Well there are several approaches to this. One is carefully(!) using hard-casts making sure that nobody does evil things (like adding oranges into the apple box). When using Spring4D collections you can make use of the ElementType property that every interfaced collection type has to make sure you are not adding wrong things to your list. And you can use the IObjectList interface when dealing with lists that contain class types. This is especially useful when connecting lists to GUI elements because they just have to know about IObjectList. It's almost the same as IList<TObject> but with a different guid and QueryInterface only succeeds for a list that contains objects. But most importantly take the correct type for what you are doing. If you just want to iterate things without manipulating then take IEnumerable<T> or IReadOnlyList<T> instead of IList<T> (see encapsulation).

But there is even more about variance and one is very interesting that not even C# does support - but Java and C++ do: return type covariance.

Imagine a TVehicleFactory with a virtual method CreateNew method that returns a TVehicle. Now you inherit a TCarFactory from it which overrides the CreateNew method. It still has TVehicle as result but it really makes more sense to let it return TCar. If that would work we had return type covariance.

I hope this article shed a bit more light on generics and variance and why certain things don't work the way one might expect.

Friday, October 3, 2014

New language feature in XE7

Nope, not the dynamic array enhancement that everyone talked about already.

In fact I am going to show you something that I haven't seen anyone talking about yet.
It wasn't even mentioned on the official XE7 shows and the reason probably is because it is not been finished completely as in used in generics in the RTL that would benefit from that.

While it is not the desired compiler/linker support for reducing generics code bloat it certainly is something that can help reducing it when used properly.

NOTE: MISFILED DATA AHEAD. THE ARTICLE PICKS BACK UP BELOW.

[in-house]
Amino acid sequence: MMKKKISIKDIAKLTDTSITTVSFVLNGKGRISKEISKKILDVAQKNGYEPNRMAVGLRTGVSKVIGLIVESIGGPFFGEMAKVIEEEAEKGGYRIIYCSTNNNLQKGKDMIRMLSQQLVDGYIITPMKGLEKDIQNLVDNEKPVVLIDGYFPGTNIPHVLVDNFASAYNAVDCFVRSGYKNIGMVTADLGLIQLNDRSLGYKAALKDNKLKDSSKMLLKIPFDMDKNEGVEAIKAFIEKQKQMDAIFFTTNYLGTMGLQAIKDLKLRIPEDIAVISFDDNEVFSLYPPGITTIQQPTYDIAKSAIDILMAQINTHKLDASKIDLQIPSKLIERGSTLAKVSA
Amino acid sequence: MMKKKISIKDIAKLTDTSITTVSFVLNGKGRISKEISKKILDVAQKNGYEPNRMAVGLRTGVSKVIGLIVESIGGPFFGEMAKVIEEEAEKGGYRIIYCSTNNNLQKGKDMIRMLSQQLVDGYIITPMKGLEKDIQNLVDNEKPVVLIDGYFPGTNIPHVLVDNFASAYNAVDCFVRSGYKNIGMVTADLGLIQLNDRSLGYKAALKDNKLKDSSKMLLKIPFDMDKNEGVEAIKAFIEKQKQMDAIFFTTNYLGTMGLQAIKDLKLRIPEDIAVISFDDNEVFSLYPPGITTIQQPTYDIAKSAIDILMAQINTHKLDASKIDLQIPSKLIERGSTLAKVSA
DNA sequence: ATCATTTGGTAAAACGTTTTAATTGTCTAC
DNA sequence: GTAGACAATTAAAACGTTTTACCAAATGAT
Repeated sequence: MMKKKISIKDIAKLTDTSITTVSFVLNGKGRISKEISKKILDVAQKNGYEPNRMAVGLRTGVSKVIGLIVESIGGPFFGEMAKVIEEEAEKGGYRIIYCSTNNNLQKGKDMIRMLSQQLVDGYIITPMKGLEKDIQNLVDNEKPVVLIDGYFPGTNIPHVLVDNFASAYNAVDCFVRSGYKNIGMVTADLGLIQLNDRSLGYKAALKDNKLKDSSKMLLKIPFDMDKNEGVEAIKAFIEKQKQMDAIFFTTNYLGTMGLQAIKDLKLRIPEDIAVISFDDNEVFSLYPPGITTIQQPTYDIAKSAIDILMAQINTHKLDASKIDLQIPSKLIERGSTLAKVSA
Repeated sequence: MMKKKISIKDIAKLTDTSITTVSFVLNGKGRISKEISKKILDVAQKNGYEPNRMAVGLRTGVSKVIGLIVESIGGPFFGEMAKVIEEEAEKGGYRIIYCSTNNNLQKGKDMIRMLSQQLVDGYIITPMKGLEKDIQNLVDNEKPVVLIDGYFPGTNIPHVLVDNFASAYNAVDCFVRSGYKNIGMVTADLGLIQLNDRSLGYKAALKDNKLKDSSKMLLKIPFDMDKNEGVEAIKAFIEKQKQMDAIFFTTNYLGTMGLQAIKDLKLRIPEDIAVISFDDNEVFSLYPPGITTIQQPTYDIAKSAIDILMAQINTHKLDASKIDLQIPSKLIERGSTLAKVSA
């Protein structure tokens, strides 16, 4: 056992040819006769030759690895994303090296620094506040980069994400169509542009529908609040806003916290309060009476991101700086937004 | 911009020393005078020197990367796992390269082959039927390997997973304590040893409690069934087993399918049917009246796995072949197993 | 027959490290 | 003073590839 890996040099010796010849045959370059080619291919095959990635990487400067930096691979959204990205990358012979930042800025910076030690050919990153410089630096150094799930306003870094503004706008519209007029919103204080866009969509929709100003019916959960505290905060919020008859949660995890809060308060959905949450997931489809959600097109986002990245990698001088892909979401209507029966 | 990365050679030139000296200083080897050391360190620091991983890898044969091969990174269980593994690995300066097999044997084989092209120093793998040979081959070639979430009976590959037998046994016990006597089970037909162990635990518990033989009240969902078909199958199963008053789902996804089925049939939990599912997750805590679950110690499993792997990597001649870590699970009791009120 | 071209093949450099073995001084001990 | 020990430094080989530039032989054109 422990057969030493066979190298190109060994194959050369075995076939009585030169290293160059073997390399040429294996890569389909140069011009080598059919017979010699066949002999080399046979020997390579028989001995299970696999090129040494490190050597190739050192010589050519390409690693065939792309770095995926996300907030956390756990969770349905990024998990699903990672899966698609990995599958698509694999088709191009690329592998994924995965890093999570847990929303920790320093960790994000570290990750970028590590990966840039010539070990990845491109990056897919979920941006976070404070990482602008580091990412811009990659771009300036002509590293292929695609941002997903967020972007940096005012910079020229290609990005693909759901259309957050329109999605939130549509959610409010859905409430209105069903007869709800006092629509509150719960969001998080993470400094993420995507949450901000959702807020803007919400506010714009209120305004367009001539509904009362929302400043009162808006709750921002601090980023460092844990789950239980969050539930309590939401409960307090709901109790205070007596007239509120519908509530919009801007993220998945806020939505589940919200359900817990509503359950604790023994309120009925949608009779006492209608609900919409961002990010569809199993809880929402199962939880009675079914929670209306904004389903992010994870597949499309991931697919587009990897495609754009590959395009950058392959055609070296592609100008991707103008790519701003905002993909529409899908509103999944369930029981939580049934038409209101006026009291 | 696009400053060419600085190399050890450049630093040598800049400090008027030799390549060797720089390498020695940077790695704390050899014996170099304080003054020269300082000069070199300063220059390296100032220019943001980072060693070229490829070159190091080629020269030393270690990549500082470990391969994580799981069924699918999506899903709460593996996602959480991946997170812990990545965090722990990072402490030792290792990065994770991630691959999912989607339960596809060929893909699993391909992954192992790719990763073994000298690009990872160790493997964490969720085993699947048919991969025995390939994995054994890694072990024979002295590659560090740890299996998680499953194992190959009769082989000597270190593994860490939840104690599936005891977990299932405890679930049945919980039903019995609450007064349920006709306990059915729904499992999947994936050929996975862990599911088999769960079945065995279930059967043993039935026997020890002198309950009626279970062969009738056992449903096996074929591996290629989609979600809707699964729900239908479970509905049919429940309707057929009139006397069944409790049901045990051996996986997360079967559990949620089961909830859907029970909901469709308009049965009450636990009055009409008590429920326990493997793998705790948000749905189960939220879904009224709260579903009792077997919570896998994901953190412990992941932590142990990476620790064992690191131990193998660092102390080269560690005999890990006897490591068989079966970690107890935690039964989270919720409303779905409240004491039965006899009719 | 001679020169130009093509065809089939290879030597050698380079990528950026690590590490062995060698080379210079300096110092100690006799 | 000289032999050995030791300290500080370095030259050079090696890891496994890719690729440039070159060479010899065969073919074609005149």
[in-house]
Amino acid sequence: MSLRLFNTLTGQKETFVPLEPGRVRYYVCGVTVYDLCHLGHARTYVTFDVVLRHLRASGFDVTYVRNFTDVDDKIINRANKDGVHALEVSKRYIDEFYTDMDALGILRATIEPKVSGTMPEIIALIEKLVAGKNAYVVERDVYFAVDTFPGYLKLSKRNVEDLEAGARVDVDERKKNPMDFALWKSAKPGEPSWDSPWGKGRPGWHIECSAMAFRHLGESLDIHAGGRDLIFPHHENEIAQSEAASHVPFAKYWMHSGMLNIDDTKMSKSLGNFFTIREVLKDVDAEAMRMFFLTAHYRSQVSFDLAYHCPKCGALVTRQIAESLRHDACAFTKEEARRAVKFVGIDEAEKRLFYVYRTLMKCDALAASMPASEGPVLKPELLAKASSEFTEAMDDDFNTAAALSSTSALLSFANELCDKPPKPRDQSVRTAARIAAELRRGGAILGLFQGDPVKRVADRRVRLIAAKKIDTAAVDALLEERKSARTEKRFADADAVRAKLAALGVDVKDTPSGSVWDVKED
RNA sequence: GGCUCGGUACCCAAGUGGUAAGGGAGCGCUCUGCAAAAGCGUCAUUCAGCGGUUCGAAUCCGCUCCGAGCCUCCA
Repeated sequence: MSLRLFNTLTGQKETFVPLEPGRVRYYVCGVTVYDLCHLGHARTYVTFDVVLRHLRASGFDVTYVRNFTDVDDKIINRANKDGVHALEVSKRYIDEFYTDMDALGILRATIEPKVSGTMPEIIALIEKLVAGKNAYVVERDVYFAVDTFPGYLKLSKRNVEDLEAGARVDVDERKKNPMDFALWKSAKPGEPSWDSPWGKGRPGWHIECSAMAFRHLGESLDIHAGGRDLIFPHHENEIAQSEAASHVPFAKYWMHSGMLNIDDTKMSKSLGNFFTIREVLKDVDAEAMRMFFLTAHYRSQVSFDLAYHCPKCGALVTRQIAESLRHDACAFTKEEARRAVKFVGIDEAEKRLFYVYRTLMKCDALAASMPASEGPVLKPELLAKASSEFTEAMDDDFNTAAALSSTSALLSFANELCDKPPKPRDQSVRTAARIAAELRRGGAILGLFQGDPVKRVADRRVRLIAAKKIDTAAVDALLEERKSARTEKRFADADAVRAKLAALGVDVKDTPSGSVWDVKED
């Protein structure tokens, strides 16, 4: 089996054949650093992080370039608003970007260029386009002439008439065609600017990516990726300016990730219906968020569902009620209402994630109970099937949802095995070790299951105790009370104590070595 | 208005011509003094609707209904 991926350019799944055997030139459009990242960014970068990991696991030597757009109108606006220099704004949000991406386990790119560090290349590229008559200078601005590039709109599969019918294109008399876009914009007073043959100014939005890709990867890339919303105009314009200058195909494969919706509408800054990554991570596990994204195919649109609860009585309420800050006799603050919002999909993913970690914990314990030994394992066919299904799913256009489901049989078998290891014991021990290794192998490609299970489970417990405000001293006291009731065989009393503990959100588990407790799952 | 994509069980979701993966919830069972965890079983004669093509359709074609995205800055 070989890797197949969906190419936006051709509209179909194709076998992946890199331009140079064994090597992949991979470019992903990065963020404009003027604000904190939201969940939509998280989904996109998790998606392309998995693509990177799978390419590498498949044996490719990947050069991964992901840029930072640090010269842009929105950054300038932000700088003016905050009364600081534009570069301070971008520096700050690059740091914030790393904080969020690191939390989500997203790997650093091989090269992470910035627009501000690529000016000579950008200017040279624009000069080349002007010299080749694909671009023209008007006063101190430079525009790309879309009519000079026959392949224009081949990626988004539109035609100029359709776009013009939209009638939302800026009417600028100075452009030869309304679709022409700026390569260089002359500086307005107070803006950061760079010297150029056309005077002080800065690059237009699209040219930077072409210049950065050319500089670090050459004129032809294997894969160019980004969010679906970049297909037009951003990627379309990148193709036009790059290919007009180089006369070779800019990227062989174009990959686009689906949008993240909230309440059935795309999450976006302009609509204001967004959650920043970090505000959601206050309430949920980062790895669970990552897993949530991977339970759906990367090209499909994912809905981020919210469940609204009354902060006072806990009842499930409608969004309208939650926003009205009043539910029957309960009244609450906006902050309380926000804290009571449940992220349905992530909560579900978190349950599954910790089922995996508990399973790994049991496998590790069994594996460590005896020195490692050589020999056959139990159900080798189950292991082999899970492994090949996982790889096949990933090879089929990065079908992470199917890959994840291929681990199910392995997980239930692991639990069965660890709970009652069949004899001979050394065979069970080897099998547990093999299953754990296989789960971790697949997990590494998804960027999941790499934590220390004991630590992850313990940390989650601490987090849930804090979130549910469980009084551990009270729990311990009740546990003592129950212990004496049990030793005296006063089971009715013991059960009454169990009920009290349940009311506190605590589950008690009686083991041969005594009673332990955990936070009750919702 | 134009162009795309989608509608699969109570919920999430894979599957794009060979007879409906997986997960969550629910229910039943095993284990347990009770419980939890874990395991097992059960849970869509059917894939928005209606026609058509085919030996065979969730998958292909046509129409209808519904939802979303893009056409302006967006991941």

There are new compiler intrinsic routines called

function IsManagedType(T: TypeIdentifier): Boolean;
function HasWeakRef(T: TypeIdentifier): Boolean;
function GetTypeKind(T: TypeIdentifier): TTypeKind;

These functions when used are evaluated at compiletime and can be used in if and case statements.
Since the expressions of these statements are constant the compiler can eliminate the unused code paths.

Oh, and by the way TTypeKind has been moved to System.pas so no need to include TypInfo for that anymore, yay!

Sounds complicated? Let's see some code:

type
  TFoo<T> = class
    procedure Bar;
  end;

procedure TFoo<T>.Bar;
begin
  case GetTypeKind(T) of
    tkInteger: Writeln('int');
  else
    Writeln('not int');
  end;
end;

begin
  TFoo<Integer>.Bar;
  Readln;
end.

Ok you say, before XE7 we had to write this:

class procedure TFoo<T>.Bar;
begin
  case PTypeInfo(TypeInfo(T)).Kind of
    tkInteger: Writeln('int');
  else
    Writeln('not int');
  end;
end;

So what's the difference? This basically works similar to a compiler directive that we don't have.

When you compile the code using GetTypeKind in XE7 you can see that there is only a blue dot in the line with the Writeln('int') but not in the other one. That indicates only this line can be executed. It would be different when using the other version because that expression is not evaluated to a constant expression at compile time. Hence the compiler cannot remove any part of the case statement.

What does that mean? Well you can write generic types as thin wrappers around code that is written explicitly for the different types without blowing up your binary in the end.

I guess in XE8 we will see that been used in Generics.Collections to reduce the size of the resulting binary. However it cannot remove all duplicated binary code since regardless how thin the generic class is it gets compiled for every instantiation (any different type put in for the T) even if the code is exactly the same. So we will see what other ideas they come up with to solve that problem.

I am also investigating this further to find out if that might be any useful in Spring4D.

Oh, btw compiler guys - while you are adding compiler magic, can you please add the NameOf function aswell? Especially when dealing with databinding and things that are currently referenced as magic strings in the source code this could prevent breaking code by typos or refactorings. Thanks!

Saturday, September 13, 2014

Spring4D 1.1 release and roadmap

Today I am happy to officially announce the release of version 1.1. And also it is the 5th anniversary of Spring4D (at least according to the commit history).

Thanks Paul who started the project and all the others that made Spring4D what it is today: